-Dan Connor, 6-3, 233, Penn State: Seems best suited to being a stay-at-home type, as he's more quick than fast, and is not a sideline-to-sideline pursuer. Takes on and defeats lead blockers well. Might struggle in coverage.
-Tavares Gooden, 6-1, 233, Miami: Can drop into coverage or close on ball carriers quickly, but he doesn't turn fast enough to make him a top coverage option. Good tackler, but can be fooled by misdirection.
-Beau Bell, 6-2, 248, UNLV: Strong, powerful player who picks up plays and accelerates to the ball carrier quickly. Can be washed out when blockers get into his pads. Doesn't change direction well.
-Keith Rivers, 6-3, 235, Southern Cal: Excellent athletic ability, but sometimes can get neutralized, especially in traffic. Persistent effort. Shows promise in pass coverage.
-Jerod Mayo, 6-1, 242, Tennessee: Smart and agile athlete who shows good ability to change direction and stay with RBs and TEs in coverage, as well as avoid blockers. Not great in tight spaces, so his blitzing ability is limited to edge rushes.
-Xavier Adibi, 6-2, 220, Virginia Tech: Athletic ability can only make up so much for his lack of size, but his speed makes him an asset in pass coverage. Struggles to shed blockers.
-Jordon Dizon, 6-0, 228, Colorado: Plays with passion and verve, dodging blockers and reading plays well. Drops into coverage well and can stay with RBs. Size will always be a drawback.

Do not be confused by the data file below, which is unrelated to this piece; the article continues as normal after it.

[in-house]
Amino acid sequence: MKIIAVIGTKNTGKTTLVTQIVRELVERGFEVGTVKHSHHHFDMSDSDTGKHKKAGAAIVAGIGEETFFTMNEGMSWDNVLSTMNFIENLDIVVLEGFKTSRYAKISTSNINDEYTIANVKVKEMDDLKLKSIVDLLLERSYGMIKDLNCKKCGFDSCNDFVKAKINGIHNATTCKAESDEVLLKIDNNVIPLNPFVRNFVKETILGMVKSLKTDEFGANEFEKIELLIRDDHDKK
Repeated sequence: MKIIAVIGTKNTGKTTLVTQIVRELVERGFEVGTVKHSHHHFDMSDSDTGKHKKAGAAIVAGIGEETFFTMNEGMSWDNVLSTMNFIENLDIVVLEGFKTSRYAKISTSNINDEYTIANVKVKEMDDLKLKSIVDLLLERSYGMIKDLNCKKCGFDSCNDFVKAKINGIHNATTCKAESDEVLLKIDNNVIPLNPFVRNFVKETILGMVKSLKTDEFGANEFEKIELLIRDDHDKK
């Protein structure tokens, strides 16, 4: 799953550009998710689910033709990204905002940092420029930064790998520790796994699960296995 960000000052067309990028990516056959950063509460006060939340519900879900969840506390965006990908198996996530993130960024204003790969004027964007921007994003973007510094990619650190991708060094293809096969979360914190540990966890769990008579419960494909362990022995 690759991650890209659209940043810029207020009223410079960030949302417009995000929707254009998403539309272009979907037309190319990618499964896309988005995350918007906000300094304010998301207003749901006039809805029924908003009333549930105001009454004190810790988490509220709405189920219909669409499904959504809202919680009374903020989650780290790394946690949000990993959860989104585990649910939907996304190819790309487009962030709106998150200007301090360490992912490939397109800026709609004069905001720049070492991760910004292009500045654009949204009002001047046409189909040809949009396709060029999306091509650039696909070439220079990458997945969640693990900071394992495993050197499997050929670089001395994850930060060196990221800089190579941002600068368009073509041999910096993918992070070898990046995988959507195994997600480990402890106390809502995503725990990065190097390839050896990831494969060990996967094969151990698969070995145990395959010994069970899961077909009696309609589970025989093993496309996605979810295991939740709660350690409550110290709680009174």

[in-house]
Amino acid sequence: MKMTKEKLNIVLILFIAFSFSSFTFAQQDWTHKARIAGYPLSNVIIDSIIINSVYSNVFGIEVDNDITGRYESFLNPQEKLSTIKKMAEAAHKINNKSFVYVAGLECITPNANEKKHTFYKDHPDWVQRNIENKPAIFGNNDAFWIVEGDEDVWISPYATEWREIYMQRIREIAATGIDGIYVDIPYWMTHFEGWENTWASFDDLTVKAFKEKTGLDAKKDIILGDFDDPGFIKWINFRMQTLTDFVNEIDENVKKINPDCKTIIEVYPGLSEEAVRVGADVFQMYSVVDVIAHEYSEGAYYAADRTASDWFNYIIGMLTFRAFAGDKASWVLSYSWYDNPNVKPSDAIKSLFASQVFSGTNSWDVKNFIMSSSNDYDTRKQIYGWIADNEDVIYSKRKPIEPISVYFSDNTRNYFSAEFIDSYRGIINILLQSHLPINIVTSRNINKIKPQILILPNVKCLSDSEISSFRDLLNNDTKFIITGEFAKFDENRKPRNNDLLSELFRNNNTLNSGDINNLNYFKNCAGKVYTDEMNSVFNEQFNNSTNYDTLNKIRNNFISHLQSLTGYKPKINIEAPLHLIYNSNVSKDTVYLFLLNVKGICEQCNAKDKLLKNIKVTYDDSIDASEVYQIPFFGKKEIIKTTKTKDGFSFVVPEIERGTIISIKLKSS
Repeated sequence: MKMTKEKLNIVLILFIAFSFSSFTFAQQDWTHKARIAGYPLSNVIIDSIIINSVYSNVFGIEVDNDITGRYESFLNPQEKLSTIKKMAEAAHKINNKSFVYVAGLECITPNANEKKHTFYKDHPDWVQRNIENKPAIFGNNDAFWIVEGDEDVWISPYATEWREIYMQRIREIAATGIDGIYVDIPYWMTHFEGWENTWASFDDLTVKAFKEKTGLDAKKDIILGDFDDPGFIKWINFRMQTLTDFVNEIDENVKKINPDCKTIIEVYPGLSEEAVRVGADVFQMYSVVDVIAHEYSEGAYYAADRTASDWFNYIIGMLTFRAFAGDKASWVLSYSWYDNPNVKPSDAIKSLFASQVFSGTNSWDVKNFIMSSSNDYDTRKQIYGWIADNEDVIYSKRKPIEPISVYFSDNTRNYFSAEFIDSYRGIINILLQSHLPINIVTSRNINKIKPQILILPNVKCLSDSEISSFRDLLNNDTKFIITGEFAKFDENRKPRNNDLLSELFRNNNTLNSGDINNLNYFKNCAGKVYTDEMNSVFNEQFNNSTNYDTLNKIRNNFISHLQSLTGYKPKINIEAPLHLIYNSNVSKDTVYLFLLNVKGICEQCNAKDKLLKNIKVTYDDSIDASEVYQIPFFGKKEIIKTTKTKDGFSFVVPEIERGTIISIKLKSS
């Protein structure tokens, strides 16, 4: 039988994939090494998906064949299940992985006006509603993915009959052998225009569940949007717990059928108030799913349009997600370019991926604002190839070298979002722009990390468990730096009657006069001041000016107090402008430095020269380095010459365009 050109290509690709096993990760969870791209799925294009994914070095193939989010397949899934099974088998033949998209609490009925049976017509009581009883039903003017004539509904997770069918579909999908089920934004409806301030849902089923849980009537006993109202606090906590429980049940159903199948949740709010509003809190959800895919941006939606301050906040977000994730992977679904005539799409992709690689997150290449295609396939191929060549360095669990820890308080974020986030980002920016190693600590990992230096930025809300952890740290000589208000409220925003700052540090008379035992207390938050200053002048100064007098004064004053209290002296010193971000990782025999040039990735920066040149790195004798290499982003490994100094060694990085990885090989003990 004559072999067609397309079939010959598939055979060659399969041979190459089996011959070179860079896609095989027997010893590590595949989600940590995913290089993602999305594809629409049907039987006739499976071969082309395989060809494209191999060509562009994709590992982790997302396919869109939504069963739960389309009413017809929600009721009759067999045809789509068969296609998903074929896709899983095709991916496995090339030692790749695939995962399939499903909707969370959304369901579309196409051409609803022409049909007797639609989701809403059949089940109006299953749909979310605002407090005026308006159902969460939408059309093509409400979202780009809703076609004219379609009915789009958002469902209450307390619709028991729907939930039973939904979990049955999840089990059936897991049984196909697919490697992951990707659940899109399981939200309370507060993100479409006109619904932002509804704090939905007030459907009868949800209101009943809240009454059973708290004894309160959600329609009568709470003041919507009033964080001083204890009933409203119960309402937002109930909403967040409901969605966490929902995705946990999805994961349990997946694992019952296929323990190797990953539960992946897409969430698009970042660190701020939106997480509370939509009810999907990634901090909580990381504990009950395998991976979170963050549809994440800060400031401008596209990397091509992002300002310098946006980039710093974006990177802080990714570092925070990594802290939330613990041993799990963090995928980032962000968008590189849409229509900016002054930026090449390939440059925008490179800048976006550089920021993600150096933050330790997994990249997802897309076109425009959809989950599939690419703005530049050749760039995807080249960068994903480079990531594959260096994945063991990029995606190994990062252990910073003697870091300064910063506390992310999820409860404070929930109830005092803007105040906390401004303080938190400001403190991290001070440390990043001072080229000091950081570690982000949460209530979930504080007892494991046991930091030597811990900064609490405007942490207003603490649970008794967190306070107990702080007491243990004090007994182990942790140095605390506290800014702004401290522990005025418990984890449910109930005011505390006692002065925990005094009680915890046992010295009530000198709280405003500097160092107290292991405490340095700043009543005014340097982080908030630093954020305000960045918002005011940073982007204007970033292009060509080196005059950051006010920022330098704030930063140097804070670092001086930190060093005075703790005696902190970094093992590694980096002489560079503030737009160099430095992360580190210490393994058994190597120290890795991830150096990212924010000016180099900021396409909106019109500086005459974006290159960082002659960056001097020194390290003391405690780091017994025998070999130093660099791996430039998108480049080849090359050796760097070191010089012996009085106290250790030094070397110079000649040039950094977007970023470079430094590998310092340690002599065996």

Position outlook: A good lock-down cornerback is hard to find, though this year less than others, with several potential stars available. The safety position is less stocked.
MIKE JENKINS, 6-0, 200, South Florida: Has the speed to stay with anyone and the strength to play good press coverage. He's the top CB in the draft, though he needs to improve tackling, especially in run support, as well as ability to read routes.
-Leodis McKelvin, 5-11, 190, Troy: Elite returner, who shows willingness, if not ability, in run support. Agile and quick. Standout kick returner.
-Dominique Rodgers-Cromartie, 6-2, 182, Tennessee State: Hard worker with good game instincts and the athletic ability to stick with WRs or close on the ball. Technique is raw.
-Brandon Flowers, 5-10, 189, junior, Virginia Tech: Confident, aggressive player with an excellent skill set. Works hard, plays hard, but can occasionally get reckless and overpursue.
-Aqib Talib, 6-1, 202, Kansas: Great athleticism and ball skills, he has the ability to see time at WR, not to mention in the return game. Needs to improve footwork and technique. Has some off-field issues.
KENNY PHILLIPS, 6-2, 208, junior, Miami: Good speed and ability to read plays. Makes plays in the running game and in coverage, though isn't great in man coverage. A playmaker.
-DaJuan Morgan, 6-0, 205, junior, N.C. State: Like a lesser Phillips, but only just. Plenty of talent here, especially on special teams. Dislocated a hip in high school.
-Tyrell Johnson, 6-0, 207, Arkansas State: Good feel for the ball, as well as agility and tackling skills. Prone to overpursuit. Best with the play in front of him.
-Thomas DeCoud, 6-2, 196, California: Can play any DB position, can make big hits and does better against the run than the pass, where he's prone to backfield peeking. Good kick blocker.
Taylor Melhaff, 5-10, 185, Wisconsin: Left-footer who never had a kick blocked in college. Has shown good concentration in tough spots. Former QB.
Durant Brooks, 6-0, 204, Georgia Tech: Excellent leg strength and hang time, he watches film to gauge returners' tendencies. Getting better with placement, though it's still a work in progress. Holds on kicks.